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Schrire: South Africa's Foreign Policy

Interviewee: Robert Schrire
Interviewer: Stephanie Hanson
November 16, 2007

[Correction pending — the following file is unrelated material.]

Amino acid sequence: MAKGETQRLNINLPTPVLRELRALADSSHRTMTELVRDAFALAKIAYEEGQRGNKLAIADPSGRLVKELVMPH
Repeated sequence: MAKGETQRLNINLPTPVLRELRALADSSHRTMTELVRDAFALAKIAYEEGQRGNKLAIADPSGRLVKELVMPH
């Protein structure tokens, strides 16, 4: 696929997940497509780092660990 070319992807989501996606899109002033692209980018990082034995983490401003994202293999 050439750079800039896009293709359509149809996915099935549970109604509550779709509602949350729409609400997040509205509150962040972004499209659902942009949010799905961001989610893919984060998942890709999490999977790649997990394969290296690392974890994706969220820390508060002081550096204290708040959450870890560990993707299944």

South Africa is considered to be a leader on the African continent, but it has been criticized for its stance on Zimbabwe and some human rights issues. Robert Schrire, head of the political science department at the University of Cape Town, discusses South Africa's foreign policy under President Thabo Mbeki. The president struggles to balance pragmatic concerns with the maintenance of South Africa's global image, he says. Though South Africa wants investment from countries such as the United States, it resents the U.S. role as a global superpower. Schrire argues that this perspective explains some of South Africa's controversial actions at the United Nations this year. On Zimbabwe, he suggests that Mbeki both dislikes the opposition party and is not sure how to effectively influence Zimbabwean President Robert Mugabe. Finally, Schrire says that after Mbeki leaves office, there will likely be a "depersonalization" of South African foreign policy and a turn to domestic issues such as social inequality and HIV/AIDS.

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